May 9 (UPI) -- Almost 75 percent of American workers say they plan to work past retirement age, mostly in a part-time capacity, according to a Gallup survey.
In the poll, 63 percent said they plan to work part time past the retirement age -- usually defined as 65 -- and an additional 11 percent of the respondents say they want to work full time. Twenty-five percent hope to stop working altogether.
The findings are from Gallup's Economy and Personal Finance survey, conducted April 5-9, with 718 adults, age 18 and older, living in all 50 U.S. states and the District of Columbia who are not retired.
The margin of error is 5 percentage points.
The percentage of employees planning to continue working full time after retirement age has ticked down from 18 percent in 2011 and 15 percent in 2013. Those wanting to work part-time measured 63 percent in 2011 and 61 percent in 2013.
For those hoping to stop work altogether, it was 18 percent in 2011 and 22 percent in 2013.
Regardless of their retirement-age plans, employed adults mostly say their choice is out of preference rather than necessity.
Those surveyed were asked whether they "want to" vs. "will have to" retire.
Forty-four percent of employees surveys said they "want to" continue working part time and 18 percent "will have to." In 2013, it was 34 percent who "want to." Six percent of all those surveyed said they "want to" continue working full time and 5 percent "will have to." A vast majority of those planning to retire altogether said "they want to" -- 22 percent of the total sample -- vs. "will have to" -- 3 percent.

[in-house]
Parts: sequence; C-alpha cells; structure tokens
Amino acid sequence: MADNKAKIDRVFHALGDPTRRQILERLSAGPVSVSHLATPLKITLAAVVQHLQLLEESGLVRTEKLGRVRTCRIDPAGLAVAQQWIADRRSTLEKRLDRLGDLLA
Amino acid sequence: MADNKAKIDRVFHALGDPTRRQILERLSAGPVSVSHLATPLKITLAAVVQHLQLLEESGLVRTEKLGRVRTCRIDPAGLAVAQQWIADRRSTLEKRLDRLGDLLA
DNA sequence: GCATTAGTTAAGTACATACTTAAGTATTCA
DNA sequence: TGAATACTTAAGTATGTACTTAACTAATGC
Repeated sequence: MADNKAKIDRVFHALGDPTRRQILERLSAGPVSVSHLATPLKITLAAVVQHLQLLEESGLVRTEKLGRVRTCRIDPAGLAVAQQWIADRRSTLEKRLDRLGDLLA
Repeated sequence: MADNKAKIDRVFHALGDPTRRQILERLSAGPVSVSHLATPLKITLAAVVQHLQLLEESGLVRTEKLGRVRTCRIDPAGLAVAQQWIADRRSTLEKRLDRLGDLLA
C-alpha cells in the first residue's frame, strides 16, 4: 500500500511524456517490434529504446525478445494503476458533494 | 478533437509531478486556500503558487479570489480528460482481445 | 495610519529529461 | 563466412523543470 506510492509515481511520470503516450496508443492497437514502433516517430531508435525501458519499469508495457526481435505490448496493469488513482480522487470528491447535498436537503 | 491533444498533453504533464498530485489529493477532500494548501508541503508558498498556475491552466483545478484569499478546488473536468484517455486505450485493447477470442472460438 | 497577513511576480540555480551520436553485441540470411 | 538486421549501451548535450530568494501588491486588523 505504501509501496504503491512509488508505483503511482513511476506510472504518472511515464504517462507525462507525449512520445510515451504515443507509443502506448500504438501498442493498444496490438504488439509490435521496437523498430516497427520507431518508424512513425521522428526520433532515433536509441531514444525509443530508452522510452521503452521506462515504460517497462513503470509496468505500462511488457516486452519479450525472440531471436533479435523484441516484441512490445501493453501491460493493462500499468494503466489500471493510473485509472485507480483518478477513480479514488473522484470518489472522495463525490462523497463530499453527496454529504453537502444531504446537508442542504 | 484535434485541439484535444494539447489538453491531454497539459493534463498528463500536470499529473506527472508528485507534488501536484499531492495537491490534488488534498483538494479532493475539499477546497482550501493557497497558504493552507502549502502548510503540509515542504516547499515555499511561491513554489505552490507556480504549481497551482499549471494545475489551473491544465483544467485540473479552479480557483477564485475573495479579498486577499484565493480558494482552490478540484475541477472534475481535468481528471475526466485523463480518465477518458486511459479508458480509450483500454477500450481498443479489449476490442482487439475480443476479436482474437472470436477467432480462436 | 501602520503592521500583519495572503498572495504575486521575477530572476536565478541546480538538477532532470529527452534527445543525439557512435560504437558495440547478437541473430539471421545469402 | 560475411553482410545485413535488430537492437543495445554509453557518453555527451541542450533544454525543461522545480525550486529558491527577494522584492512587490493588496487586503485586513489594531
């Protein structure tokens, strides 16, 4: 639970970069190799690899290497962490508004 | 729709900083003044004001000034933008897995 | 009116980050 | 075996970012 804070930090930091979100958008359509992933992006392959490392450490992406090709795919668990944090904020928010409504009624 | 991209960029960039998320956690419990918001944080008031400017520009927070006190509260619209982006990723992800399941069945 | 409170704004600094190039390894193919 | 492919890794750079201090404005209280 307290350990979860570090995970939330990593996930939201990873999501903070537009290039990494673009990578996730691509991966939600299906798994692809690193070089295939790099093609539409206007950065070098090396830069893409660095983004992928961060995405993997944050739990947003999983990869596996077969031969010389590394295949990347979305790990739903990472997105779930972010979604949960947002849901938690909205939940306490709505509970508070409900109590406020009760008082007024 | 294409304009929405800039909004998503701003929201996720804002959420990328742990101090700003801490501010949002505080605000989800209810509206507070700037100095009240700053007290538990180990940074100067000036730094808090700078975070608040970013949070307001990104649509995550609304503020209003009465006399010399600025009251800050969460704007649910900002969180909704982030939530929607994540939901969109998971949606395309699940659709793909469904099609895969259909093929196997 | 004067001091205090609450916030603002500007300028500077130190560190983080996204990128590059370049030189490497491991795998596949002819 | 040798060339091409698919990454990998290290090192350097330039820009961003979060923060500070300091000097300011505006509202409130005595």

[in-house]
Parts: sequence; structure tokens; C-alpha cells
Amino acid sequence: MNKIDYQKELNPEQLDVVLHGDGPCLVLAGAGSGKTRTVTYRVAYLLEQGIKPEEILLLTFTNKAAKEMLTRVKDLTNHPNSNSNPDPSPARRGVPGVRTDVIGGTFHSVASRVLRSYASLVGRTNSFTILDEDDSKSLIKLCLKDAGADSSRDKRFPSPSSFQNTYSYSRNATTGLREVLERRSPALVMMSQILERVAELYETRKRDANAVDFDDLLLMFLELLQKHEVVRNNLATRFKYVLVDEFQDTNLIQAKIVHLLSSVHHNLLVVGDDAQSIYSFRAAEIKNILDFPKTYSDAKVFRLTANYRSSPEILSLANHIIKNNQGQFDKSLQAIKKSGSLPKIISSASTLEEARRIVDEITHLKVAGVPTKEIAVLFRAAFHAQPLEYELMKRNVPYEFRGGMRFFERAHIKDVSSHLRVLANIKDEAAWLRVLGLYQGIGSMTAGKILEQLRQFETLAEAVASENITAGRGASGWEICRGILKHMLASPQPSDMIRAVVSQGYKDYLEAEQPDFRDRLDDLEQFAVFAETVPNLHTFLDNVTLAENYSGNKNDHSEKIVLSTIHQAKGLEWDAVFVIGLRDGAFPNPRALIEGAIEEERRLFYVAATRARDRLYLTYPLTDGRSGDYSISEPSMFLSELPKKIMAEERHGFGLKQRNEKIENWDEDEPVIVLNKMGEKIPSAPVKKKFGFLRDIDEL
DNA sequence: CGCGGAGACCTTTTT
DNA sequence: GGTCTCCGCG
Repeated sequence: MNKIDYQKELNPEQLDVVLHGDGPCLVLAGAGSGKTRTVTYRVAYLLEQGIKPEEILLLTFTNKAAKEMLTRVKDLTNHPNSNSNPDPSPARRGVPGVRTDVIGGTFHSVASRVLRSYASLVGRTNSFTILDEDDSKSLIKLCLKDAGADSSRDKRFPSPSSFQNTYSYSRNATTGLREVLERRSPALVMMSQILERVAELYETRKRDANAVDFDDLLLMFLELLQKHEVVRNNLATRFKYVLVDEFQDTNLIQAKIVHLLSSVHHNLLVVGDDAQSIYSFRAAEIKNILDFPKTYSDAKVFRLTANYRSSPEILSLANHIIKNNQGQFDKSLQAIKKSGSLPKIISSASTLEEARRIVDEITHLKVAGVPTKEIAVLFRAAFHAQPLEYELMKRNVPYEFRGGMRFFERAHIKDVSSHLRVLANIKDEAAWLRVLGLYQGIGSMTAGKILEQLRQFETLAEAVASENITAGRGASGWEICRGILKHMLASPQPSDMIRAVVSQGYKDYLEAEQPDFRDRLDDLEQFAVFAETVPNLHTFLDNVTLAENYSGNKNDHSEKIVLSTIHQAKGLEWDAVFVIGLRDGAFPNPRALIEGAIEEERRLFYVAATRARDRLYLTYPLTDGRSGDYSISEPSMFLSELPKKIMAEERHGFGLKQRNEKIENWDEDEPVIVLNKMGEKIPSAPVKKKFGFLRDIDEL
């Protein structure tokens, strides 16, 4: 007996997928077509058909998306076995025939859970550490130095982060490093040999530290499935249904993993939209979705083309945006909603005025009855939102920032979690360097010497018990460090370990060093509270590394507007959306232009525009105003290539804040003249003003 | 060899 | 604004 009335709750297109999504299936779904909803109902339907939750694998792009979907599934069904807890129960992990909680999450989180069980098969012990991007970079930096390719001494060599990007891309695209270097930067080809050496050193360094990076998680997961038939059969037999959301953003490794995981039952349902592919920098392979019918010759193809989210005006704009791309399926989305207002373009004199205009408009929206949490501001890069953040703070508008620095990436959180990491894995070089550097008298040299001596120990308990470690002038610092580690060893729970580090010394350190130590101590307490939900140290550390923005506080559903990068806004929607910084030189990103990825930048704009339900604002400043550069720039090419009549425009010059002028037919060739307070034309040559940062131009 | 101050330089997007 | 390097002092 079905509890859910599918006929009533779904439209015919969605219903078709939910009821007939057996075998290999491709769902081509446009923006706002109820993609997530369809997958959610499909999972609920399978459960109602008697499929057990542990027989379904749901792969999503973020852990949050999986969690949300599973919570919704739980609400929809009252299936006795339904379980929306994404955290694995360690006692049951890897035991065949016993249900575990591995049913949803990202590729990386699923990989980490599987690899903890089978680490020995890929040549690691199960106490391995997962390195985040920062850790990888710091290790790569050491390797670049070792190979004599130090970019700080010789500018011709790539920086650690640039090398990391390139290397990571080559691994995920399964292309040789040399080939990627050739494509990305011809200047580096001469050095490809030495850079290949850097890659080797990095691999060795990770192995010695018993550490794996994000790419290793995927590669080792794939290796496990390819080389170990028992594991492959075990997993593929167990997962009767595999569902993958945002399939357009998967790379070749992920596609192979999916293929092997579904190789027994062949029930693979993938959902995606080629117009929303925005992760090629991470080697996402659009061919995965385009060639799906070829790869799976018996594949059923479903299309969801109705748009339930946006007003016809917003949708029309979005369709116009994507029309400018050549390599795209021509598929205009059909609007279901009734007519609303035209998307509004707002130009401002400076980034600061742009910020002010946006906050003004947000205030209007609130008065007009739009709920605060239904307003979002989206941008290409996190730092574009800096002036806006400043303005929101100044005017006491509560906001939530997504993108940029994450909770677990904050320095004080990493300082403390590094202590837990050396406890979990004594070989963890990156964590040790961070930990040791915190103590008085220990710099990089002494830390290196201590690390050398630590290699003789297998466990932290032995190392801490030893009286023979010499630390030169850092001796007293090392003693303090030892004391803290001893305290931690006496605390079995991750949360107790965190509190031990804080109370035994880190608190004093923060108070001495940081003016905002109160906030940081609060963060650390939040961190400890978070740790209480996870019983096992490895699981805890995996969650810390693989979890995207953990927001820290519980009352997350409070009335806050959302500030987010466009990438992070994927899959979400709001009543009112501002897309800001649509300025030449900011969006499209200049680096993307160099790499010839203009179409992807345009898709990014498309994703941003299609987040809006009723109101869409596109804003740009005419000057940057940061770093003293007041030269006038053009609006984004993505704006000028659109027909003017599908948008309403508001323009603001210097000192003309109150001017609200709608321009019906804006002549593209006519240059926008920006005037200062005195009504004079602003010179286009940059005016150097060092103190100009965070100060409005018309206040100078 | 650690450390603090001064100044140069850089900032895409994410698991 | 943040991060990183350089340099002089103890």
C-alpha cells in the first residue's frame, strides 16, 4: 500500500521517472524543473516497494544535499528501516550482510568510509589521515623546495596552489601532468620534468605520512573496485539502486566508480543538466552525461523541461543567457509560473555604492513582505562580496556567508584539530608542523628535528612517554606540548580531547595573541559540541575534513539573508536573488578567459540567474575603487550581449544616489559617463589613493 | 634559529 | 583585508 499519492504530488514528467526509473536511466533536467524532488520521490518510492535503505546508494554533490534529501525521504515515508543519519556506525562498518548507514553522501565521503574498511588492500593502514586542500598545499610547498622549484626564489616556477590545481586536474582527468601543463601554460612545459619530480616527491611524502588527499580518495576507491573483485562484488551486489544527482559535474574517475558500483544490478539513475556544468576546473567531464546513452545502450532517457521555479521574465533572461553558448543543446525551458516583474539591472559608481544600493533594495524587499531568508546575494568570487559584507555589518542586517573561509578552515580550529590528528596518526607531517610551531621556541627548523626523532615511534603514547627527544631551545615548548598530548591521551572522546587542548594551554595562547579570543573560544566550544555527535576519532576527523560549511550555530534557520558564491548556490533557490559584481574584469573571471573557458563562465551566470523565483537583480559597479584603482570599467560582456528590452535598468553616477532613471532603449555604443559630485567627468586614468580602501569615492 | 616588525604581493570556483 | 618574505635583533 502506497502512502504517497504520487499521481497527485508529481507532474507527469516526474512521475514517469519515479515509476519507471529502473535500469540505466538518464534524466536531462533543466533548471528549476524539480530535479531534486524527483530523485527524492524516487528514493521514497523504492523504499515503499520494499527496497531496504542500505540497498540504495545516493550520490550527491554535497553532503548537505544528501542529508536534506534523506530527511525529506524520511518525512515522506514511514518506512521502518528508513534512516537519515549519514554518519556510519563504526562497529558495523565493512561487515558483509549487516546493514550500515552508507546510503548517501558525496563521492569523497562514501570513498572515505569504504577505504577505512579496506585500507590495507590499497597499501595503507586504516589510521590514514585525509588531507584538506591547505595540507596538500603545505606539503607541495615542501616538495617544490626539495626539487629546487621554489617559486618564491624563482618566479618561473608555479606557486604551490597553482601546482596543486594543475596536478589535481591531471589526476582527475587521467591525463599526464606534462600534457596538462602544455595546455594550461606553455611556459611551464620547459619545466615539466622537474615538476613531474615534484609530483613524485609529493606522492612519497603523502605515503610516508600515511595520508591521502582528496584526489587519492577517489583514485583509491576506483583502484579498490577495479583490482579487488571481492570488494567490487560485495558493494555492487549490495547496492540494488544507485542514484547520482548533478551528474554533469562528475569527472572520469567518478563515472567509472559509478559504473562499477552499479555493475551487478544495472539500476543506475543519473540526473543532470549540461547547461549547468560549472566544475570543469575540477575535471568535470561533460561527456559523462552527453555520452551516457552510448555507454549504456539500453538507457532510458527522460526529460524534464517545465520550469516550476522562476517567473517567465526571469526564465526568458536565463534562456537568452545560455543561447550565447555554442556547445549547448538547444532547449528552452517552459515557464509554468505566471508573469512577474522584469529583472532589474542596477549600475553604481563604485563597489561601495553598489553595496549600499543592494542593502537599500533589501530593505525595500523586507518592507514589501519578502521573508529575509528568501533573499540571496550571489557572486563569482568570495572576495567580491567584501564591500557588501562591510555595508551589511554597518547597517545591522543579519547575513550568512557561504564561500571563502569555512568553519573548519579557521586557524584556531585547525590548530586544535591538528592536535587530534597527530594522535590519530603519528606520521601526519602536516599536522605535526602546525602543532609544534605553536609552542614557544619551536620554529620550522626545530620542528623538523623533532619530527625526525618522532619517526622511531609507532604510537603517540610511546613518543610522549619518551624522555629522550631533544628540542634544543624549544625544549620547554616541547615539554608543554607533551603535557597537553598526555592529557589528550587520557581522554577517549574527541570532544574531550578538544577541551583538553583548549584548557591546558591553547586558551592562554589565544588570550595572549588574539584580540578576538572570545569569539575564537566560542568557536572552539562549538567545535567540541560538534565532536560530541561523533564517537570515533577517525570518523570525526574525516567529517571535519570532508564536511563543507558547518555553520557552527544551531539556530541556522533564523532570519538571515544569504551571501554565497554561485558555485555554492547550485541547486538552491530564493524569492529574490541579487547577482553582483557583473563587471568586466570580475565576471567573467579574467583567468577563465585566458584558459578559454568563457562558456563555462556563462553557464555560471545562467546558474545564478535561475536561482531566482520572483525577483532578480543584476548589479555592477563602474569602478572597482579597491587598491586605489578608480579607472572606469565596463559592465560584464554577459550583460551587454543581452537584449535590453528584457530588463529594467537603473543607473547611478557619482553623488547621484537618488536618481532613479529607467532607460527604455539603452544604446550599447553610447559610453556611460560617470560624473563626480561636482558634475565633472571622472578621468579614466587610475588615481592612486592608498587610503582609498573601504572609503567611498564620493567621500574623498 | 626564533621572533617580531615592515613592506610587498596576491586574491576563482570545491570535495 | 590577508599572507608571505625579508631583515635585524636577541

Adults are split on when they think they actually will retire. Thirty-nine percent said it will be after age 65, compared with 24 percent at 65 and 29 percent under 65.
These numbers are dramatically different than 1995 when only 14 percent said they expect to retire after they are 65. And 49 percent said they expect to retire under 65 as opposed to 32 percent.
The change is heavily reflective of the fact that the age to start collecting Social Security benefits has risen to 67. In addition, companies have moved away from guaranteed pension plans.
"Some employed Americans may be overly optimistic about their retirement finances, perhaps thinking they have enough money for retirement when in actuality they might not," Gallup's Art Smith said.
"At the same time, nearly 40 percent of Americans now believe they will retire after 65 -- a stark departure from their beliefs in the 1990s. Whether it is working to make ends meet or for pleasure/life enhancement, more Americans plan to stay in the workforce longer."
Current retirees also were surveyed. Sixty-eight percent say they retired before age 65 and 30 percent left the workforce when they were 65 or older. The poll surveyed 301 retirees and the margin of error is 7 percentage points.